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Dark, adj., 1) void of light: “'tis d.” Ven. 719. “it grows d.” LLL V, 2, 633. “I should wish it d.” Merch. V, 304. “d. night,” Ven. 727. Lucr. 729. 1625 Pilgr. 200. Wiv. V, 2, 13. Ado III, 3, 167. LLL I, 1, 45. Mids. III, 2, 177. H6B I, 4, 19. “earth's d. womb,” Lucr. 549. “d. harbour,” Lucr. 549 “desert,” Lucr. 549 “your light grows d.” LLL I, 1, 79. “corners,” Meas. IV, 3, 164. “vault,” Err. V, 247 etc. Superl. “--est:” Shr. IV, 3, 175. Hml. V, 2, 267. -- Madmen kept in a dark house or room: Err. IV, 4, 97. V, 247. As III, 2, 421. Tw. III, 4, 148. V, 350.
2) opposed to fair: “art as black as hell, as d. as night,” Sonn. 147, 14. “a light condition in a beauty d.” LLL V, 2, 20. “an her hair were not somewhat --er than Helen's,” Troil. I, 1, 41. cf. R2 I, 1, 169.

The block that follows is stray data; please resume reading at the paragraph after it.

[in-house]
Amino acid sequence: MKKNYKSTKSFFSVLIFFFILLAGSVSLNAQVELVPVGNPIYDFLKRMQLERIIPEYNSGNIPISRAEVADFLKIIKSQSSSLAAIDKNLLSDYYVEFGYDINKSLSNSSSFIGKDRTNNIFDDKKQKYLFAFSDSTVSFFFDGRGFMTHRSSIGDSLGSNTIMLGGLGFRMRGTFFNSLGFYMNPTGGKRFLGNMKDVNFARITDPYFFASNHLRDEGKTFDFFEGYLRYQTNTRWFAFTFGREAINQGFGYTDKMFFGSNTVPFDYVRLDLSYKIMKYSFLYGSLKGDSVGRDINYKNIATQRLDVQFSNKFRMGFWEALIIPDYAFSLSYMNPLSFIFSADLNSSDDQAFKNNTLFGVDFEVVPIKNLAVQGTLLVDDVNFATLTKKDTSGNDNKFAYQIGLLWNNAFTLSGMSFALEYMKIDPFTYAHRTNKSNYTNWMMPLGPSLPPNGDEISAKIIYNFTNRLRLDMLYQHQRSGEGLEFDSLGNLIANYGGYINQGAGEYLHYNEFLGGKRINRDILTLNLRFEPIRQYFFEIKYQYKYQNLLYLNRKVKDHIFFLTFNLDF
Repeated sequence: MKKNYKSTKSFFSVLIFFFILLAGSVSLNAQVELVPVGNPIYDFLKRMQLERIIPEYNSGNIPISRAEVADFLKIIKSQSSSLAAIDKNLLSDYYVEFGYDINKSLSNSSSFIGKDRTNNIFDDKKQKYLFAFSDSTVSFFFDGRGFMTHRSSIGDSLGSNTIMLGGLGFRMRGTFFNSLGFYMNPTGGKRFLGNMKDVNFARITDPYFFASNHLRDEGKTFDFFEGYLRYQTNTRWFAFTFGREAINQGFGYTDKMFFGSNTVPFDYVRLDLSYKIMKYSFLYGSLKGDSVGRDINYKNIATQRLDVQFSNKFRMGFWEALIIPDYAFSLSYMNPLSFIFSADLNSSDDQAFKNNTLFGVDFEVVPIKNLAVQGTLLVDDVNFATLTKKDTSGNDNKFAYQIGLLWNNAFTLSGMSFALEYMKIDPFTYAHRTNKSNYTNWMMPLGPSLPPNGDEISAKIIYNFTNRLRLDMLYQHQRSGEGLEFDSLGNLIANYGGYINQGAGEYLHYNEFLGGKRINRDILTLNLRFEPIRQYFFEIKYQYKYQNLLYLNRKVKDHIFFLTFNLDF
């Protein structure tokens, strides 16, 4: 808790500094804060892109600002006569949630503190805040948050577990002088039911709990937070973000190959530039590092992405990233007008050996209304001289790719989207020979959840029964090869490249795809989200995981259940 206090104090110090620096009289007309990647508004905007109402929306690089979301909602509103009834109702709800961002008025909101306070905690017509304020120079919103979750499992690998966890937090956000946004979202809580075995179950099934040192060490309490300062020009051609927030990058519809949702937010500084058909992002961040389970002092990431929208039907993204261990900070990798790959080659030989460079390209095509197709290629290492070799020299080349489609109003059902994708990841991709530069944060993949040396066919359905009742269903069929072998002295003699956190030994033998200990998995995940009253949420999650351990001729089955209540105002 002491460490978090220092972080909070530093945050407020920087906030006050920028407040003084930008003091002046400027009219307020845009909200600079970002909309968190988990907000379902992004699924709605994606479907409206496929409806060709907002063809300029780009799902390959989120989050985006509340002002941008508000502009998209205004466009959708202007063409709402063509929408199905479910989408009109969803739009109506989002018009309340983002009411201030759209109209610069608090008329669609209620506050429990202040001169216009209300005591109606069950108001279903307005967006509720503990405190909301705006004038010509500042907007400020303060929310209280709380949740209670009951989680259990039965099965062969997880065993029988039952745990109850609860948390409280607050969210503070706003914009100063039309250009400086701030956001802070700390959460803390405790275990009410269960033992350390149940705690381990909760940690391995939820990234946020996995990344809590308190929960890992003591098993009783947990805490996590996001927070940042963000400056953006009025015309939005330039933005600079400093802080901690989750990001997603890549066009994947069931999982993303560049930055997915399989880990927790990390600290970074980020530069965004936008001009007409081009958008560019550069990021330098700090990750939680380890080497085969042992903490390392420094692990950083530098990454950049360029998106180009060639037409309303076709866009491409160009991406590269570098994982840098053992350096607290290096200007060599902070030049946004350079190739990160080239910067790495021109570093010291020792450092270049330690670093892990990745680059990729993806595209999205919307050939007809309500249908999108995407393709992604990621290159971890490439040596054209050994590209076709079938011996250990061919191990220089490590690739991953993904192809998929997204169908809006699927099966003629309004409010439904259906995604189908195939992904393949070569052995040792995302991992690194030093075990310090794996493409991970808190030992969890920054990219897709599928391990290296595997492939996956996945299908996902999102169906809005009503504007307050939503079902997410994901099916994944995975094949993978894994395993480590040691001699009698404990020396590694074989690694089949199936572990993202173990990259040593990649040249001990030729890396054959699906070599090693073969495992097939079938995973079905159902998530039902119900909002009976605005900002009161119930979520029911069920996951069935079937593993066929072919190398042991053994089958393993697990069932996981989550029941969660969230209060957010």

3) gloomy, dismal: “with a heavy, d., disliking eye,” Ven. 182. “what freezings have I felt, what d. days seen,” Sonn. 97, 3. “his affections d. as Erebos,” Merch. V, 87. “war is no strife to the d. house and the detested wife,” All's II, 3, 309. “d. dishonour,” R2 I, 1, 169. “death, that d. spirit,” Cor. II, 1, 177. this d. monarchy (hell), R3 I, 4, 51. “the fate of that d. hour,” Mcb. III, 1, 138. “fortune,” Cymb. III, 4, 147. “more d. and d. our woes,” Rom. III, 5, 36.
4) indiscernible, obscure, not known: “if thou destroy them not in d. obscurity,” Ven. 760. “in the d. backward and abysm of time,” Tp. I, 2, 50. “the duke would have d. deeds darkly answered,” Meas. III, 2, 187. “what's your d. meaning,” LLL V, 2, 19. “d. oblivion,” R3 III, 7, 129. “our --er purpose,” Lr. I, 1, 37. -- Hence == mean: “if you could wear a mind d. as your fortune is,” Cymb. III, 4, 147; cf. R2 I, 1, 169.
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